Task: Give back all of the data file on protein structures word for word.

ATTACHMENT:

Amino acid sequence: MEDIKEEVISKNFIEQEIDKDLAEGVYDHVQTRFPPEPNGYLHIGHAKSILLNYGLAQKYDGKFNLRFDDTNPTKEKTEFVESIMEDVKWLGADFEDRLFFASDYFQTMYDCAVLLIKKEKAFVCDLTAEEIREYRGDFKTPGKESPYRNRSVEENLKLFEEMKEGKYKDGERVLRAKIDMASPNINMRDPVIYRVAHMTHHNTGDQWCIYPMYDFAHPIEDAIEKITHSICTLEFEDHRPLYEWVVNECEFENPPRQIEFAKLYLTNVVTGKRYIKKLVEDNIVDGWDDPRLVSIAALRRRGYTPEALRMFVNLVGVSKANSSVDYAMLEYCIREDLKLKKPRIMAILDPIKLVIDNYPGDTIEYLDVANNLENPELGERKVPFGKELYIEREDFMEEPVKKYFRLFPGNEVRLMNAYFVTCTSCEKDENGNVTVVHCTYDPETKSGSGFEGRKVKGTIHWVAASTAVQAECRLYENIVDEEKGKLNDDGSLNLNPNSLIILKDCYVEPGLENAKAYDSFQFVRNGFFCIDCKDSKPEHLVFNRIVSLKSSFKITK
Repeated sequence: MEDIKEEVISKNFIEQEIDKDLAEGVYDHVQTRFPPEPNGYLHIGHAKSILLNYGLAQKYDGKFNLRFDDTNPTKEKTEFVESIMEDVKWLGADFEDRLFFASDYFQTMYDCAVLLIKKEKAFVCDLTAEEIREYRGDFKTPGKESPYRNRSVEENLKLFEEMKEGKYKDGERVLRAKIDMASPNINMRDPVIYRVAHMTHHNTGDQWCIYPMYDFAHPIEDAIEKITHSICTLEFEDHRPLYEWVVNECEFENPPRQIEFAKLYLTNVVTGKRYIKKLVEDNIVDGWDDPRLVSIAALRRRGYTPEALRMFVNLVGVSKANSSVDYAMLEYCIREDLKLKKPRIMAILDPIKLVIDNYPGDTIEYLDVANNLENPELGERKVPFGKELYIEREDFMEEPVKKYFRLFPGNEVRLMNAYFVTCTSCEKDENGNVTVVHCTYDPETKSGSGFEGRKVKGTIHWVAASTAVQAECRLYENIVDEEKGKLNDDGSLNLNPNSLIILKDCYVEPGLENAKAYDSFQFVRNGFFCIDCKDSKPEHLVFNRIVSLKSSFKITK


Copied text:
Amino acid sequence: MEDIKEEVISKNFIEQEIDKDLAEGVYDHVQTRFPPEPNGYLHIGHAKSILLNYGLAQKYDGKFNLRFDDTNPTKEKTEFVESIMEDVKWLGADFEDRLFFASDYFQTMYDCAVLLIKKEKAFVCDLTAEEIREYRGDFKTPGKESPYRNRSVEENLKLFEEMKEGKYKDGERVLRAKIDMASPNINMRDPVIYRVAHMTHHNTGDQWCIYPMYDFAHPIEDAIEKITHSICTLEFEDHRPLYEWVVNECEFENPPRQIEFAKLYLTNVVTGKRYIKKLVEDNIVDGWDDPRLVSIAALRRRGYTPEALRMFVNLVGVSKANSSVDYAMLEYCIREDLKLKKPRIMAILDPIKLVIDNYPGDTIEYLDVANNLENPELGERKVPFGKELYIEREDFMEEPVKKYFRLFPGNEVRLMNAYFVTCTSCEKDENGNVTVVHCTYDPETKSGSGFEGRKVKGTIHWVAASTAVQAECRLYENIVDEEKGKLNDDGSLNLNPNSLIILKDCYVEPGLENAKAYDSFQFVRNGFFCIDCKDSKPEHLVFNRIVSLKSSFKITK
Repeated sequence: MEDIKEEVISKNFIEQEIDKDLAEGVYDHVQTRFPPEPNGYLHIGHAKSILLNYGLAQKYDGKFNLRFDDTNPTKEKTEFVESIMEDVKWLGADFEDRLFFASDYFQTMYDCAVLLIKKEKAFVCDLTAEEIREYRGDFKTPGKESPYRNRSVEENLKLFEEMKEGKYKDGERVLRAKIDMASPNINMRDPVIYRVAHMTHHNTGDQWCIYPMYDFAHPIEDAIEKITHSICTLEFEDHRPLYEWVVNECEFENPPRQIEFAKLYLTNVVTGKRYIKKLVEDNIVDGWDDPRLVSIAALRRRGYTPEALRMFVNLVGVSKANSSVDYAMLEYCIREDLKLKKPRIMAILDPIKLVIDNYPGDTIEYLDVANNLENPELGERKVPFGKELYIEREDFMEEPVKKYFRLFPGNEVRLMNAYFVTCTSCEKDENGNVTVVHCTYDPETKSGSGFEGRKVKGTIHWVAASTAVQAECRLYENIVDEEKGKLNDDGSLNLNPNSLIILKDCYVEPGLENAKAYDSFQFVRNGFFCIDCKDSKPEHLVFNRIVSLKSSFKITK